Unscrambling Scales of Production
United States -
12 Oct 10
The recall of 550 million eggs infected with Salmonella in the USA this August has put large-scale poultry farming under the microscope and at the center of a new campaign by Slow Food USA. It was the largest outbreak since monitoring began in the 1970’s, yet only two companies, Wright County Egg and Hillandale Farms of Iowa, were responsible for the recall that stretched as far afield as Mexico and accounted for 1,470 ill due to Salmonella enteritidis poisoning. In the aftermath, as the FDA investigated the source they noted a long list of adverse conditions and breaches of safety regulations, including the presence of manure, rodents, flies, cats, and birds in the facilities, which house 7.7 million caged hens.
This latest alarm bell provokes questions wider than the incidents in Iowa, about the very nature of industrial poultry farming practices, since what is clear is that the majority of food safety outbreaks happen on large-scale, intensive farms and when something does go wrong the consequences are far-reaching.
Issues of safety standards and adverse conditions are not unique to large-scale farming and as Barry Estabrook, former contributing editor of Gourmet magazine, points out, wild birds, the presence of manure, rodents, cats and other animals cited as “adverse conditions” by the FDA are not new to the way people have farmed in the past. However, the conditions that exist on these large-scale poultry farms – millions of confined birds, massive centralized breeding, antibiotics in bird feed – are relatively new and Estabrook believes are the true culprits of bacterial outbreaks. Adding to the wheels of large-scale production is the consumer’s expectation to pay an artificially low price for eggs - today $1.44 on average for a dozen eggs, compared to $2.05 in the 1980’s when adjusted for inflation.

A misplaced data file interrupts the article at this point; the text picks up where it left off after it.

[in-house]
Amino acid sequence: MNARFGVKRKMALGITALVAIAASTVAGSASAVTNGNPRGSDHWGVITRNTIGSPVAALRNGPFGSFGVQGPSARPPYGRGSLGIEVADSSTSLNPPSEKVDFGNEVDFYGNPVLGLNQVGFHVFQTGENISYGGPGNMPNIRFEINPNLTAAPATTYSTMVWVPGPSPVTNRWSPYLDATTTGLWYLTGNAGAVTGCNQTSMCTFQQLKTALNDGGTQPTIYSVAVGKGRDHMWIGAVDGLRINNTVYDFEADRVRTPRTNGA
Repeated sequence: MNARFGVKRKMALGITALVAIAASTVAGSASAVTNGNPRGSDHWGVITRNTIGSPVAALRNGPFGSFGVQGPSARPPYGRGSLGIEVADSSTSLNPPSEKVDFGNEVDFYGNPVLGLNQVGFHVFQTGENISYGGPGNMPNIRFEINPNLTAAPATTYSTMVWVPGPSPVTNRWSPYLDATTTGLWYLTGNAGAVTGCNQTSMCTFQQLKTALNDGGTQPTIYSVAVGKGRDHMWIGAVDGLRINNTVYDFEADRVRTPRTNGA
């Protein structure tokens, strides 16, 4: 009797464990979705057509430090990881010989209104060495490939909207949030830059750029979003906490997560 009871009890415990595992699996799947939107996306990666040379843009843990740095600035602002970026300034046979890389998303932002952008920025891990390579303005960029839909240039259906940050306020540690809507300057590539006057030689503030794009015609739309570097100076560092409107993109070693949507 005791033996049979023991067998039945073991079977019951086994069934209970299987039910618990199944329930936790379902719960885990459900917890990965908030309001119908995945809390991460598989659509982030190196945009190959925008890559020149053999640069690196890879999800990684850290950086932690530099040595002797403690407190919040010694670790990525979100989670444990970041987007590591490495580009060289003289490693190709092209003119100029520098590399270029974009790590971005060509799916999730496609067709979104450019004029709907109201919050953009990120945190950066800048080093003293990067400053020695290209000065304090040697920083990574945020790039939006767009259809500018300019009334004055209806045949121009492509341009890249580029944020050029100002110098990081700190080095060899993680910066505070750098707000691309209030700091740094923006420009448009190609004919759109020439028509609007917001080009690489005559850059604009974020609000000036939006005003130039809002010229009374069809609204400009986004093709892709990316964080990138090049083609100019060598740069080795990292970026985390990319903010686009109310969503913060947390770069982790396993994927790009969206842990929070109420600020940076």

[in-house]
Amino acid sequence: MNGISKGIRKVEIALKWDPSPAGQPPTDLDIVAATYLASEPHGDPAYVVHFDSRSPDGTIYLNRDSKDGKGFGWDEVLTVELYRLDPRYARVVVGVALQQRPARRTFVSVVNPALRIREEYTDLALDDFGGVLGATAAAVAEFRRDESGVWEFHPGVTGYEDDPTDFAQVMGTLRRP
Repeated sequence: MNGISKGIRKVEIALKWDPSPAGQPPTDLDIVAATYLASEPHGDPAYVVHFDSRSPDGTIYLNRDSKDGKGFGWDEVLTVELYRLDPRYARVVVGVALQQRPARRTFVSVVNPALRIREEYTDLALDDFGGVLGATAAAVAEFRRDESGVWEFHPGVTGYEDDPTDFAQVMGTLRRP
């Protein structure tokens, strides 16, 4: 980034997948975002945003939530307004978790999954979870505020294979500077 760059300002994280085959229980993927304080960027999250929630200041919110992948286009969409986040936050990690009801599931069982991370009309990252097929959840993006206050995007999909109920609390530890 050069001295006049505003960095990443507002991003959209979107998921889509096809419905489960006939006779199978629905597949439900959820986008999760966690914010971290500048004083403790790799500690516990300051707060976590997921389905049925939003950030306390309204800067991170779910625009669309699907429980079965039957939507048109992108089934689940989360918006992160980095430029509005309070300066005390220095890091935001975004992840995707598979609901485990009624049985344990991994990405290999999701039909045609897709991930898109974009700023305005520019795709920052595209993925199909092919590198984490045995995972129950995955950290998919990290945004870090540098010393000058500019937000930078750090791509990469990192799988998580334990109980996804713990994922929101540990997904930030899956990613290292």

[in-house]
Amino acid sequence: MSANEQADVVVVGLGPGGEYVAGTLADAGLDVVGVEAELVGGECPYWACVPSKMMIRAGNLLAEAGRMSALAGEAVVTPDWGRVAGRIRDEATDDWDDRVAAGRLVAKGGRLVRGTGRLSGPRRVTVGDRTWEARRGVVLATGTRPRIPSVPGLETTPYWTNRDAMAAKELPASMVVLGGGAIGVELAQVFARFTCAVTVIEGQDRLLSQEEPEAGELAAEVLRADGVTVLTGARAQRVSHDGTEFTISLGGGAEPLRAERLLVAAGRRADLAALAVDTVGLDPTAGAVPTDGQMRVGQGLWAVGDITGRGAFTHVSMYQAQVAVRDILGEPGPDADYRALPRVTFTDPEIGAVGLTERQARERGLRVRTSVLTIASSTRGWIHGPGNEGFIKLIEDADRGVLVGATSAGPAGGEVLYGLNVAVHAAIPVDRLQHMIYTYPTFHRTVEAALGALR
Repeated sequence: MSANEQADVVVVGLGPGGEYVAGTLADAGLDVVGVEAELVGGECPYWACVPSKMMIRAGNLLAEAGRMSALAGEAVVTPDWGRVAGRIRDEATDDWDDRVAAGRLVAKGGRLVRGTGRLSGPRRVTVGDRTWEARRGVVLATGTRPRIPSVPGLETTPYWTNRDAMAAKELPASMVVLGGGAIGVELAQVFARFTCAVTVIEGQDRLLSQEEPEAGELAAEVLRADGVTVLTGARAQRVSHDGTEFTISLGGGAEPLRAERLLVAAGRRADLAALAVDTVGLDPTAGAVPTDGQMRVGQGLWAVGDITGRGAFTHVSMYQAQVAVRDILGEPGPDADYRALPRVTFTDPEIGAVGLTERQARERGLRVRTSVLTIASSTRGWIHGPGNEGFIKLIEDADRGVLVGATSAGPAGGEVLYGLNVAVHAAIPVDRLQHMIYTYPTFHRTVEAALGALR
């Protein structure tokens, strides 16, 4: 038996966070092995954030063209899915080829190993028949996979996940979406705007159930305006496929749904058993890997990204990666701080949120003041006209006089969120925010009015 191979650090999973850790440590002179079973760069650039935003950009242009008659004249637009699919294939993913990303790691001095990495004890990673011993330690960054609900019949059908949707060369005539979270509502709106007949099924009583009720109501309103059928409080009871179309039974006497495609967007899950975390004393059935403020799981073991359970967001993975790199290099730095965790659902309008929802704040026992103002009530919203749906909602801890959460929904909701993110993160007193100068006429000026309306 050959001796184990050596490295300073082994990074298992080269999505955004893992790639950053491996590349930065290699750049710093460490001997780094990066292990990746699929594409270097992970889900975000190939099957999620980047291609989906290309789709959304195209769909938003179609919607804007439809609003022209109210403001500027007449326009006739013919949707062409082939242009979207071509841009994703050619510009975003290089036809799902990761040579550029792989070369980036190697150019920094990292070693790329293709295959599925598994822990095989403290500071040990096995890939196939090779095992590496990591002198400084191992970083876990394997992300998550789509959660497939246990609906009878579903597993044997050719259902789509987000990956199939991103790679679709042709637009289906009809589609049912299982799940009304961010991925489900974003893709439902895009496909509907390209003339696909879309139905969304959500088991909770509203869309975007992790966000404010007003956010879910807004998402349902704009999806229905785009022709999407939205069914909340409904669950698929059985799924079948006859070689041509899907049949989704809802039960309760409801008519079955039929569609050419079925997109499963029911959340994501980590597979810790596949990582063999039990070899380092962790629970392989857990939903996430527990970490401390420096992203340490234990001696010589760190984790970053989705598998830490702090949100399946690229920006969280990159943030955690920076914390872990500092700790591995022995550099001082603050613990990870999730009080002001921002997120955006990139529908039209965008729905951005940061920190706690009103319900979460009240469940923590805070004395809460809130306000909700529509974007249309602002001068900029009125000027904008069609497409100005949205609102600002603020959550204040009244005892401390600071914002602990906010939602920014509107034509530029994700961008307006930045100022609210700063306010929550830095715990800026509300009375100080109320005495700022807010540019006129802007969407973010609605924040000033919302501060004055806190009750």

In 2004 and 2005 all European member states carried out tests to gauge the extent of Salmonella in commercial egg laying farms. They identified several factors, but the first and most important was that the larger the holding, the more likely a Salmonella outbreak was to occur, with holdings of more than 30,000 birds at highest risk. The risk was found to reduce with non-caged systems, vaccination and the presence of cats and dogs on the farm.
John Ingraham, emeritus professor of microbiology at the University of California-Davis, says: "I don't think there is any doubt about it that healthy chickens living in decent surroundings are just going to be a lot more resistant to Salmonella". He is also suspicious of the massive doses of antibiotics fed to birds: "Antibiotics kill off healthy, normal intestinal flora. That gives Salmonella a good chance to get started there”.
Unfortunately, buying organic eggs doesn’t necessarily offer a safer solution today, nor does it ensure the birds are free-range and healthy. The Cornucopia Institute, an advocacy group for small, organic, family farms, has published a report of their two-year research project covering 15% of the certified organic egg farms in the United States. Their conclusions were not favorable, finding that industrial-scale organic egg producers are barely meeting the minimum standards. For example, most of these large henhouses, some holding as many as 85,000 birds, provide no proper access to the outdoors, which is required by the federal organic regulations.
Slow Food USA have launched a campaign advocating for a food safety bill that concentrates on what it calls the “bad actors” in the industry without damaging the small and family run farms, supporting Senator Leahy’s Food Safety Accountability Act, which would make holding corporations and their leaders accountable. They are also pushing for congress to pass the Food Safety Modernization Act which includes increasing inspection of high risk facilities like Wright County Egg.
Visit the Slow Food USA campaign page to watch their Inedible Egg video and sign their petition.
Politics of the Plate
Slow Food USA
The Cornucopia Institute
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